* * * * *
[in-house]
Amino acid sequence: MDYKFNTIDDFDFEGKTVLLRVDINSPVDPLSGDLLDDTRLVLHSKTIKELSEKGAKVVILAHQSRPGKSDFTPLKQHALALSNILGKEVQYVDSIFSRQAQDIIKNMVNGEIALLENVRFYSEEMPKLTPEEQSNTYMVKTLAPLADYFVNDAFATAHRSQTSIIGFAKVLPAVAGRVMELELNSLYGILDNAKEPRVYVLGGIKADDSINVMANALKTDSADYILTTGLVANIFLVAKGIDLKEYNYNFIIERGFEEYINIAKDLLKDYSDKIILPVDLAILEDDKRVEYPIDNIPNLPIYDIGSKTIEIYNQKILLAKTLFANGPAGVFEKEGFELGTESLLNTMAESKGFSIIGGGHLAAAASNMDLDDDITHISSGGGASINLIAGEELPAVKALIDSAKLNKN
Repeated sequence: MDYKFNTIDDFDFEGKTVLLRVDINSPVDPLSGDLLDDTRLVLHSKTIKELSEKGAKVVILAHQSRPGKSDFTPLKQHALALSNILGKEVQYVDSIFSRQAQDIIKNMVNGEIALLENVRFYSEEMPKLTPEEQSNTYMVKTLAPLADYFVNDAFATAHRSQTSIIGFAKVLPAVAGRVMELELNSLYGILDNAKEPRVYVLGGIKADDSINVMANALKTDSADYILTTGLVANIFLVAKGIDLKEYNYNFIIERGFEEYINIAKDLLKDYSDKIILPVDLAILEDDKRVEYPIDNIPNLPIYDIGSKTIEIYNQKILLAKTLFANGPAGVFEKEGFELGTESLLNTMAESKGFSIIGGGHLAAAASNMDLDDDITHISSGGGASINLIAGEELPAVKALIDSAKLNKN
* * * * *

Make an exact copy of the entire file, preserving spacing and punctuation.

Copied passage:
[in-house]
Amino acid sequence: MDYKFNTIDDFDFEGKTVLLRVDINSPVDPLSGDLLDDTRLVLHSKTIKELSEKGAKVVILAHQSRPGKSDFTPLKQHALALSNILGKEVQYVDSIFSRQAQDIIKNMVNGEIALLENVRFYSEEMPKLTPEEQSNTYMVKTLAPLADYFVNDAFATAHRSQTSIIGFAKVLPAVAGRVMELELNSLYGILDNAKEPRVYVLGGIKADDSINVMANALKTDSADYILTTGLVANIFLVAKGIDLKEYNYNFIIERGFEEYINIAKDLLKDYSDKIILPVDLAILEDDKRVEYPIDNIPNLPIYDIGSKTIEIYNQKILLAKTLFANGPAGVFEKEGFELGTESLLNTMAESKGFSIIGGGHLAAAASNMDLDDDITHISSGGGASINLIAGEELPAVKALIDSAKLNKN
Repeated sequence: MDYKFNTIDDFDFEGKTVLLRVDINSPVDPLSGDLLDDTRLVLHSKTIKELSEKGAKVVILAHQSRPGKSDFTPLKQHALALSNILGKEVQYVDSIFSRQAQDIIKNMVNGEIALLENVRFYSEEMPKLTPEEQSNTYMVKTLAPLADYFVNDAFATAHRSQTSIIGFAKVLPAVAGRVMELELNSLYGILDNAKEPRVYVLGGIKADDSINVMANALKTDSADYILTTGLVANIFLVAKGIDLKEYNYNFIIERGFEEYINIAKDLLKDYSDKIILPVDLAILEDDKRVEYPIDNIPNLPIYDIGSKTIEIYNQKILLAKTLFANGPAGVFEKEGFELGTESLLNTMAESKGFSIIGGGHLAAAASNMDLDDDITHISSGGGASINLIAGEELPAVKALIDSAKLNKN